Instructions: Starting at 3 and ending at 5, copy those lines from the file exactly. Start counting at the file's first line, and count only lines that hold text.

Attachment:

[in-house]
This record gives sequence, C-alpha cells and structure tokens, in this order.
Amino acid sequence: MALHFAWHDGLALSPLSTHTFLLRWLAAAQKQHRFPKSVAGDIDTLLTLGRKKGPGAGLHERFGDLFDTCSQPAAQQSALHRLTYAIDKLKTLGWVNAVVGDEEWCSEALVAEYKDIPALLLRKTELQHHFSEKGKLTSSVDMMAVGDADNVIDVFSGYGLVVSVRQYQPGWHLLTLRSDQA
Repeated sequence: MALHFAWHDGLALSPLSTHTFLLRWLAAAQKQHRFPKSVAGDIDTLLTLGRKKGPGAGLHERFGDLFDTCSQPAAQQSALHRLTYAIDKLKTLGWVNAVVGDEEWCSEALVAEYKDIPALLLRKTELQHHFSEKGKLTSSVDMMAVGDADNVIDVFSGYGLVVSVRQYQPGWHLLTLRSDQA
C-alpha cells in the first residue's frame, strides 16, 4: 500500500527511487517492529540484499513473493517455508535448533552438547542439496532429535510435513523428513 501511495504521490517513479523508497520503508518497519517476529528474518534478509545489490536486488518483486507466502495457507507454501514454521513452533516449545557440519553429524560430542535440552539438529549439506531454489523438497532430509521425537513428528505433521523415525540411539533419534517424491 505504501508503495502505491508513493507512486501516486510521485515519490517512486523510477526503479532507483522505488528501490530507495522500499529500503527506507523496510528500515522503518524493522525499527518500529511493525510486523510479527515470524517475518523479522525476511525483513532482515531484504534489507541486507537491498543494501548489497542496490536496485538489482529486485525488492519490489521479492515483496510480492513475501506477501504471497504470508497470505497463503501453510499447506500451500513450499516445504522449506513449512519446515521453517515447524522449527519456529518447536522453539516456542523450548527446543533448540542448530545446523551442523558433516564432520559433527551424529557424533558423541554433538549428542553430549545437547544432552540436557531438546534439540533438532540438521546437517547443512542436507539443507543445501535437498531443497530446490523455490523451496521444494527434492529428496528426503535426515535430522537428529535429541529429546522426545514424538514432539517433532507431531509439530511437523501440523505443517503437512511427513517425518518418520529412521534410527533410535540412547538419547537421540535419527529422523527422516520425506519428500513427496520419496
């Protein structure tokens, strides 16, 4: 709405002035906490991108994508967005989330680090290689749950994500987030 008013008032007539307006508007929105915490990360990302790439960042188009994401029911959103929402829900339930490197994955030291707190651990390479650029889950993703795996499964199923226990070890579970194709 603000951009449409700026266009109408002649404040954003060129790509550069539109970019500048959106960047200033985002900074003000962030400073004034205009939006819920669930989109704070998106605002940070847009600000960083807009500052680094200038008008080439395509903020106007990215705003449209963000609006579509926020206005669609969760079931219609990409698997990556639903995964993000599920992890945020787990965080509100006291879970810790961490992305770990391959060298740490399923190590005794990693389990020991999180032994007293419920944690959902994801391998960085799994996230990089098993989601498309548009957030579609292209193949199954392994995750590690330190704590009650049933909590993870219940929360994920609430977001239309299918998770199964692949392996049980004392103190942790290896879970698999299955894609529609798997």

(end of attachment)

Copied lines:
Amino acid sequence: MALHFAWHDGLALSPLSTHTFLLRWLAAAQKQHRFPKSVAGDIDTLLTLGRKKGPGAGLHERFGDLFDTCSQPAAQQSALHRLTYAIDKLKTLGWVNAVVGDEEWCSEALVAEYKDIPALLLRKTELQHHFSEKGKLTSSVDMMAVGDADNVIDVFSGYGLVVSVRQYQPGWHLLTLRSDQA
Repeated sequence: MALHFAWHDGLALSPLSTHTFLLRWLAAAQKQHRFPKSVAGDIDTLLTLGRKKGPGAGLHERFGDLFDTCSQPAAQQSALHRLTYAIDKLKTLGWVNAVVGDEEWCSEALVAEYKDIPALLLRKTELQHHFSEKGKLTSSVDMMAVGDADNVIDVFSGYGLVVSVRQYQPGWHLLTLRSDQA
C-alpha cells in the first residue's frame, strides 16, 4: 500500500527511487517492529540484499513473493517455508535448533552438547542439496532429535510435513523428513 501511495504521490517513479523508497520503508518497519517476529528474518534478509545489490536486488518483486507466502495457507507454501514454521513452533516449545557440519553429524560430542535440552539438529549439506531454489523438497532430509521425537513428528505433521523415525540411539533419534517424491 505504501508503495502505491508513493507512486501516486510521485515519490517512486523510477526503479532507483522505488528501490530507495522500499529500503527506507523496510528500515522503518524493522525499527518500529511493525510486523510479527515470524517475518523479522525476511525483513532482515531484504534489507541486507537491498543494501548489497542496490536496485538489482529486485525488492519490489521479492515483496510480492513475501506477501504471497504470508497470505497463503501453510499447506500451500513450499516445504522449506513449512519446515521453517515447524522449527519456529518447536522453539516456542523450548527446543533448540542448530545446523551442523558433516564432520559433527551424529557424533558423541554433538549428542553430549545437547544432552540436557531438546534439540533438532540438521546437517547443512542436507539443507543445501535437498531443497530446490523455490523451496521444494527434492529428496528426503535426515535430522537428529535429541529429546522426545514424538514432539517433532507431531509439530511437523501440523505443517503437512511427513517425518518418520529412521534410527533410535540412547538419547537421540535419527529422523527422516520425506519428500513427496520419496